The increasing volatility we're seeing in stocks signals to some we may be approaching a market peak. Even with the economy chugging back to life toward a summer of near-normalcy in the U.S., there are indications investors may want to be a bit more defensive.

Buying dividend-paying stocks is a smart strategy regardless of the environment -- but in a potentially down market, income-generating stocks are a particularly good play. Plus, the two stocks below give investors hope for a bit of growth.

Piggy bank with a crown

Image source: Getty Images.

1. AbbVie

The brilliance of an investment in pharmaceutical giant AbbVie (NYSE:ABBV) has been the growth of its rheumatoid arthritis treatment, Humira, the global best-selling drug for the past two decades. Still the single biggest contributor to the pharma company's revenue, it generated $19.8 billion for AbbVie in 2020, or 43% of its total $45.8 billion.

Of course, now that some of the important patents protecting Humira have expired, the drug is facing biosimilar competition in Europe and will begin facing it in the U.S. in 2023. Yet as the clock ticks down on Humira's exclusivity, investors should be comforted that AbbVie hasn't sat still. The business has a portfolio of robust therapies available, including Humira's successor, ABBV-3373, which my Foolish colleague Brian Orelli has described as "Humira on steroids (literally)."

Management recently announced they would be showcasing just how deep their bench is regarding rheumatology with a presentation to be delivered to the EULAR 2021 Virtual Congress of Rheumatology in the first week of June. There seems little reason to fear that AbbVie will relinquish its position atop the field. 

AbbVie's annual dividend of $5.20 per share currently yields 5.4% and looks to remain as safe as ever. When other companies have cut or suspended their dividends, AbbVie's payout remained intact. It increased the payout by more than 10% to kick off 2021, and has raised the dividend by an average compounded rate of 18% annually for the past five years.

With a payout ratio of less than 50%, the pharmaceutical stock has plenty of safety and room for future dividend hikes.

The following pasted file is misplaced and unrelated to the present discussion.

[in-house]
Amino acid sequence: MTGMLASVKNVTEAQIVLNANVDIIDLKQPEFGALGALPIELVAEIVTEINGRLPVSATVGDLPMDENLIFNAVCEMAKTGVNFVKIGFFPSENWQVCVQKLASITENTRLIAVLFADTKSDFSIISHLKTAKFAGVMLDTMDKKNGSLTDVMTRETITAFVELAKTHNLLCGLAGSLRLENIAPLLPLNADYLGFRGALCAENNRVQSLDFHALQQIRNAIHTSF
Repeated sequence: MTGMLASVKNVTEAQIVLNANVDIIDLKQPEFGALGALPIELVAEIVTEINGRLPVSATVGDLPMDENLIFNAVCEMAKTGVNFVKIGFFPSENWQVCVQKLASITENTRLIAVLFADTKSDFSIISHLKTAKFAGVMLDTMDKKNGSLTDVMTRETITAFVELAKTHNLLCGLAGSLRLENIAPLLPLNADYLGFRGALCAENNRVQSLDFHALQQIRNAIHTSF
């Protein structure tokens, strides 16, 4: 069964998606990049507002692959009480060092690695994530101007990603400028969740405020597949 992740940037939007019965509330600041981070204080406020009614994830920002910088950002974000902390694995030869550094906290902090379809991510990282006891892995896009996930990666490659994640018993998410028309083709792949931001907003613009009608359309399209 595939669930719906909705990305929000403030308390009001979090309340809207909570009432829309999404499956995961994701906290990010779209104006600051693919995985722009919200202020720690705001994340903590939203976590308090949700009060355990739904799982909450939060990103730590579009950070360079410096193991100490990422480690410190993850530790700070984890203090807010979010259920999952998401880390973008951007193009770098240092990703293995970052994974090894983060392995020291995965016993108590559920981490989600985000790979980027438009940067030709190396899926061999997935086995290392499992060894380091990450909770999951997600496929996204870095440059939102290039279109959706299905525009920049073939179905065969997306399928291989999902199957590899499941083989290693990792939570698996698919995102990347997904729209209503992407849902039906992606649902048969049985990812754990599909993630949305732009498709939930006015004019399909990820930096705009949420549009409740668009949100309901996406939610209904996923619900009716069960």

2. Amcor

Packaging specialist Amcor (NYSE:AMCR) is not a stock that immediately jumps to mind when thinking of downside protection in a volatile market.

The maker of rigid and flexible packaging for food, beverages, pharmaceuticals, and personal care products is in an industry that may not be sexy, but it's vital: Especially in a reopened economy, its products cut across huge swaths of the market and should be in high demand.

Its fiscal third-quarter earnings reported earlier this month indicate that seems to be the case, with year-to-date revenue rising 1% to $9.4 billion, but adjusted earnings per share jumping 16% from the year ago period. Amcor also raised its guidance for full-year per-share earnings to rise 14% to 15% from its previous outlook of 10% to 14% gains.

Amcor isn't a stock for investors looking for a stratospheric expansion of value, but rather one of steady, stable increases. Its stock did plunge during the COVID-19 outbreak, but it regained all the kost ground within weeks -- its business wasn't impacted all that much because the markets it sells into are essential ones themselves.

Amcor is looking to its 2019 acquisition of fellow plastic packaging and products maker Bemis to drive future growth. It gave the U.K.-based Amcor an extensive U.S. manufacturing base while also generating significant cost synergies, some $55 million this year so far. Amcor expects the acquisition to deliver at least $180 million worth by the end of the next fiscal year. 

The packaging specialist pays a dividend yielding 4% annually, and has raised the payout every year for 25 consecutive years, making Amcor a Dividend Aristocrat, a bit of extra security for investors looking for stocks to tide them over periods of uncertainty.

This article represents the opinion of the writer, who may disagree with the “official” recommendation position of a Motley Fool premium advisory service. We’re motley! Questioning an investing thesis -- even one of our own -- helps us all think critically about investing and make decisions that help us become smarter, happier, and richer.